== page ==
NASA and the U.S. Air Force Research Laboratory have started testing what they believe will begin new era of airplane wing design. The idea is to replace moving objects with shape-changing assemblies allowing wings to bend and twist to maneuver through the air at different speeds.
The design of the Adaptive Compliant Trailing Edge (ACTE) is a lot more complicated than the traditional pivoting flaps one can see on wings of modern aeroplanes. But, the possible outcome in terms of benefits far outweigh those issues.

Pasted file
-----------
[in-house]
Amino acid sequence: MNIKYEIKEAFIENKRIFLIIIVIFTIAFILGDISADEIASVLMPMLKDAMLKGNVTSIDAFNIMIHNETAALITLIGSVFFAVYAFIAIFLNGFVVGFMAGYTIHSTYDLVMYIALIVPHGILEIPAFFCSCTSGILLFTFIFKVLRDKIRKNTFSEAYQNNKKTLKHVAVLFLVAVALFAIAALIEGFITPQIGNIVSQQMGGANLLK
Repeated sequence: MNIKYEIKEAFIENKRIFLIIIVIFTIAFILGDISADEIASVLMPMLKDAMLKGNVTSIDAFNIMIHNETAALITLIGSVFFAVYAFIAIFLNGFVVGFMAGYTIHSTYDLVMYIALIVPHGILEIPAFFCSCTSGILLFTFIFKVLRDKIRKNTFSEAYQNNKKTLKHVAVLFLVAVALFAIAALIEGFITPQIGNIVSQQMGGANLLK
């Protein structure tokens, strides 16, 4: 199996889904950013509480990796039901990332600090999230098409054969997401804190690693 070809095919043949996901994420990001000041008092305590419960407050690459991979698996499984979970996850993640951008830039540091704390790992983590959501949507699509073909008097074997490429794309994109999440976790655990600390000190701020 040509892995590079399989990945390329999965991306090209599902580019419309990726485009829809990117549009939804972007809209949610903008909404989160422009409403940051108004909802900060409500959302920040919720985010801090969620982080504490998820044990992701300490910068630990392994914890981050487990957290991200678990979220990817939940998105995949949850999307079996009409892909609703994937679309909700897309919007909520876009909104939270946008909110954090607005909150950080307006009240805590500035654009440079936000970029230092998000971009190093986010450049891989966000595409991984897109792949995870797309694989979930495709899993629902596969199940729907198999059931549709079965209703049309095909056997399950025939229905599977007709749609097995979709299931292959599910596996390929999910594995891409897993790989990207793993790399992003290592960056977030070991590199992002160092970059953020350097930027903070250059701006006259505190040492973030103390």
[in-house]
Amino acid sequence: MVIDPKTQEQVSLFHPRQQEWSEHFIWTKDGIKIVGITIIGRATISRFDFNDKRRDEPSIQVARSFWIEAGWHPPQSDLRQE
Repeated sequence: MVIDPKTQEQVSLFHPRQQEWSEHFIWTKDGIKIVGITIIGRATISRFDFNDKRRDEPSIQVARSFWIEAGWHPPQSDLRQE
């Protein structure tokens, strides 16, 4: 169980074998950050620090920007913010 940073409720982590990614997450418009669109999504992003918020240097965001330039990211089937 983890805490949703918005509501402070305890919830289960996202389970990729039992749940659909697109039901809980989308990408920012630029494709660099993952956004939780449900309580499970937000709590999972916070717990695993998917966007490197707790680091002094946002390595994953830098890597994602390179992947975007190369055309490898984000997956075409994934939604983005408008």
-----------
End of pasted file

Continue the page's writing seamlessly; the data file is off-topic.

The new shape-shifting wings not only promise improved aerodynamics which in turn means better fuel efficiency, but they’re also lighter than their predecessors. One of the greatest benefits could be allowing for a larger fuel tank in the wing. That also means improved operational range of many aircraft.
The adjustable flight surfaces on the shape-shifting wings will also serve greatly to reduce the tremendous amount of noise generated as a plane takes off and lands with its flaps extended.